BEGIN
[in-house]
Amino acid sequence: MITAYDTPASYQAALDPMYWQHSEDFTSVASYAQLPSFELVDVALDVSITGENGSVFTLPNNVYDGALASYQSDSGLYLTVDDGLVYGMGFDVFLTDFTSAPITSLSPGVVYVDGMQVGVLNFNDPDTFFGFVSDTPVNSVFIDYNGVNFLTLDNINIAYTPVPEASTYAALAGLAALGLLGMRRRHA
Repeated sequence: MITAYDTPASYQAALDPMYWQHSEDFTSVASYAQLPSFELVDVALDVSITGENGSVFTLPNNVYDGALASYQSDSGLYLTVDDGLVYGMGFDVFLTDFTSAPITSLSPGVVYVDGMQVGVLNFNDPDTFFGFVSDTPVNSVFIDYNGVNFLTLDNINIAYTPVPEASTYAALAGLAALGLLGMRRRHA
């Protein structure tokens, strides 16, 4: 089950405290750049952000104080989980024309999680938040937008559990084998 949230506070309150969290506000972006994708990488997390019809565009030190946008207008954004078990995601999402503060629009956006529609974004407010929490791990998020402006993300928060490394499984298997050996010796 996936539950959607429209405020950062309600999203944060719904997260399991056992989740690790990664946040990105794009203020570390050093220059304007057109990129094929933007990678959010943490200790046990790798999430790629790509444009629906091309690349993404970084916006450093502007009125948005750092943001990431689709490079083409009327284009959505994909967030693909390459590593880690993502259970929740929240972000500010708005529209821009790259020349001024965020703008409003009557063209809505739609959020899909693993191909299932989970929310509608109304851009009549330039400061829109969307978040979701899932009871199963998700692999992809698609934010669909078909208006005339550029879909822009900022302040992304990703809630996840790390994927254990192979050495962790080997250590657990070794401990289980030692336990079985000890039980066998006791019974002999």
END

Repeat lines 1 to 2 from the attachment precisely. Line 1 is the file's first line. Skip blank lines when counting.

[in-house]
Amino acid sequence: MITAYDTPASYQAALDPMYWQHSEDFTSVASYAQLPSFELVDVALDVSITGENGSVFTLPNNVYDGALASYQSDSGLYLTVDDGLVYGMGFDVFLTDFTSAPITSLSPGVVYVDGMQVGVLNFNDPDTFFGFVSDTPVNSVFIDYNGVNFLTLDNINIAYTPVPEASTYAALAGLAALGLLGMRRRHA